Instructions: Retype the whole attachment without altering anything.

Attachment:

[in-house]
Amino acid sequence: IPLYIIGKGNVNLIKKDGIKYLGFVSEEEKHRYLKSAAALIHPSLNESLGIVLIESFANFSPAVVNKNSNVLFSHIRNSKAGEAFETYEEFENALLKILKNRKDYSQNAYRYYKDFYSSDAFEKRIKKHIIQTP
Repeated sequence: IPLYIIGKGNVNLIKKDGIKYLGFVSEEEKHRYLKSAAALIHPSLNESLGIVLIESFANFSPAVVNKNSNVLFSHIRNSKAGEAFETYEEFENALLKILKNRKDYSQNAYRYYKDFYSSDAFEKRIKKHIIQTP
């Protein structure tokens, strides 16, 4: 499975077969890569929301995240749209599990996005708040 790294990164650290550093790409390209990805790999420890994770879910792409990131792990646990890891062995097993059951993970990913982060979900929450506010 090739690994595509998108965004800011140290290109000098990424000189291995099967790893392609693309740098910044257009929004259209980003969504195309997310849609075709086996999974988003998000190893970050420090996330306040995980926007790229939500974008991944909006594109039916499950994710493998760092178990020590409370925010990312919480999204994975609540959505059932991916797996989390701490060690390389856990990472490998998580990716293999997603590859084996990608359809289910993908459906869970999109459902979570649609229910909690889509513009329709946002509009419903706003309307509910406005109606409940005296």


[in-house]
Amino acid sequence: IPLYIIGKGNVNLIKKDGIKYLGFVSEEEKHRYLKSAAALIHPSLNESLGIVLIESFANFSPAVVNKNSNVLFSHIRNSKAGEAFETYEEFENALLKILKNRKDYSQNAYRYYKDFYSSDAFEKRIKKHIIQTP
Repeated sequence: IPLYIIGKGNVNLIKKDGIKYLGFVSEEEKHRYLKSAAALIHPSLNESLGIVLIESFANFSPAVVNKNSNVLFSHIRNSKAGEAFETYEEFENALLKILKNRKDYSQNAYRYYKDFYSSDAFEKRIKKHIIQTP
């Protein structure tokens, strides 16, 4: 499975077969890569929301995240749209599990996005708040 790294990164650290550093790409390209990805790999420890994770879910792409990131792990646990890891062995097993059951993970990913982060979900929450506010 090739690994595509998108965004800011140290290109000098990424000189291995099967790893392609693309740098910044257009929004259209980003969504195309997310849609075709086996999974988003998000190893970050420090996330306040995980926007790229939500974008991944909006594109039916499950994710493998760092178990020590409370925010990312919480999204994975609540959505059932991916797996989390701490060690390389856990990472490998998580990716293999997603590859084996990608359809289910993908459906869970999109459902979570649609229910909690889509513009329709946002509009419903706003309307509910406005109606409940005296």